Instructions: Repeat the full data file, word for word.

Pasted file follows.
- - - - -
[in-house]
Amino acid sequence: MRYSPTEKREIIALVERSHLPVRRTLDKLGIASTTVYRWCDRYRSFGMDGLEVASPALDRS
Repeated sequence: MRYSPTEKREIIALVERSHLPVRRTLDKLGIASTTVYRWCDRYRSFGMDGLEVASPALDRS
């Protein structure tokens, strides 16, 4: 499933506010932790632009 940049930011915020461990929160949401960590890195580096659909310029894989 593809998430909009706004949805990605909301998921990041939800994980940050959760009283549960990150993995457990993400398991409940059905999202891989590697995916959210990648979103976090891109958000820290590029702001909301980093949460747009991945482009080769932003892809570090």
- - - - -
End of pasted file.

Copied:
[in-house]
Amino acid sequence: MRYSPTEKREIIALVERSHLPVRRTLDKLGIASTTVYRWCDRYRSFGMDGLEVASPALDRS
Repeated sequence: MRYSPTEKREIIALVERSHLPVRRTLDKLGIASTTVYRWCDRYRSFGMDGLEVASPALDRS
């Protein structure tokens, strides 16, 4: 499933506010932790632009 940049930011915020461990929160949401960590890195580096659909310029894989 593809998430909009706004949805990605909301998921990041939800994980940050959760009283549960990150993995457990993400398991409940059905999202891989590697995916959210990648979103976090891109958000820290590029702001909301980093949460747009991945482009080769932003892809570090």